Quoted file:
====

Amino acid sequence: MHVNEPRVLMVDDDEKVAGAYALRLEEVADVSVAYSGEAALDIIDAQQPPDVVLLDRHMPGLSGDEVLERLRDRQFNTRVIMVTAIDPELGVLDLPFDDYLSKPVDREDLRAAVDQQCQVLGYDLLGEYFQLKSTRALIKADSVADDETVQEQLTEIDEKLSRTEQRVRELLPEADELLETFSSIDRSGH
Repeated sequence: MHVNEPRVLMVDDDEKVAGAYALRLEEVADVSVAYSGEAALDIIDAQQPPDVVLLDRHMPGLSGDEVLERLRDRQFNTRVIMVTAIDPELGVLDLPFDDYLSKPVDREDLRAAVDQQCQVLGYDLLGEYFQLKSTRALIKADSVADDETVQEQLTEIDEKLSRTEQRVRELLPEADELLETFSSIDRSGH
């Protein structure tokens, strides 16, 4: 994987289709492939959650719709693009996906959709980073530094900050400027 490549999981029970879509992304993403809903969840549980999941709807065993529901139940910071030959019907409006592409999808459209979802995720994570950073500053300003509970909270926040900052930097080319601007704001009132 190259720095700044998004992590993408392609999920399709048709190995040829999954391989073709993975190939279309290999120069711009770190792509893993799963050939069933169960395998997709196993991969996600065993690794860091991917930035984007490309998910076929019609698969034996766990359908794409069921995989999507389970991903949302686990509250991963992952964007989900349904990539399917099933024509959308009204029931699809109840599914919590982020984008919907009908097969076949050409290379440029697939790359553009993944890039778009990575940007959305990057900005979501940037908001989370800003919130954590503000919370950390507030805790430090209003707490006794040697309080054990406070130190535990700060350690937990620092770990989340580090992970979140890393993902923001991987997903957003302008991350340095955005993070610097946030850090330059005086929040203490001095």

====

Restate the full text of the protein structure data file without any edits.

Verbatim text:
Amino acid sequence: MHVNEPRVLMVDDDEKVAGAYALRLEEVADVSVAYSGEAALDIIDAQQPPDVVLLDRHMPGLSGDEVLERLRDRQFNTRVIMVTAIDPELGVLDLPFDDYLSKPVDREDLRAAVDQQCQVLGYDLLGEYFQLKSTRALIKADSVADDETVQEQLTEIDEKLSRTEQRVRELLPEADELLETFSSIDRSGH
Repeated sequence: MHVNEPRVLMVDDDEKVAGAYALRLEEVADVSVAYSGEAALDIIDAQQPPDVVLLDRHMPGLSGDEVLERLRDRQFNTRVIMVTAIDPELGVLDLPFDDYLSKPVDREDLRAAVDQQCQVLGYDLLGEYFQLKSTRALIKADSVADDETVQEQLTEIDEKLSRTEQRVRELLPEADELLETFSSIDRSGH
């Protein structure tokens, strides 16, 4: 994987289709492939959650719709693009996906959709980073530094900050400027 490549999981029970879509992304993403809903969840549980999941709807065993529901139940910071030959019907409006592409999808459209979802995720994570950073500053300003509970909270926040900052930097080319601007704001009132 190259720095700044998004992590993408392609999920399709048709190995040829999954391989073709993975190939279309290999120069711009770190792509893993799963050939069933169960395998997709196993991969996600065993690794860091991917930035984007490309998910076929019609698969034996766990359908794409069921995989999507389970991903949302686990509250991963992952964007989900349904990539399917099933024509959308009204029931699809109840599914919590982020984008919907009908097969076949050409290379440029697939790359553009993944890039778009990575940007959305990057900005979501940037908001989370800003919130954590503000919370950390507030805790430090209003707490006794040697309080054990406070130190535990700060350690937990620092770990989340580090992970979140890393993902923001991987997903957003302008991350340095955005993070610097946030850090330059005086929040203490001095």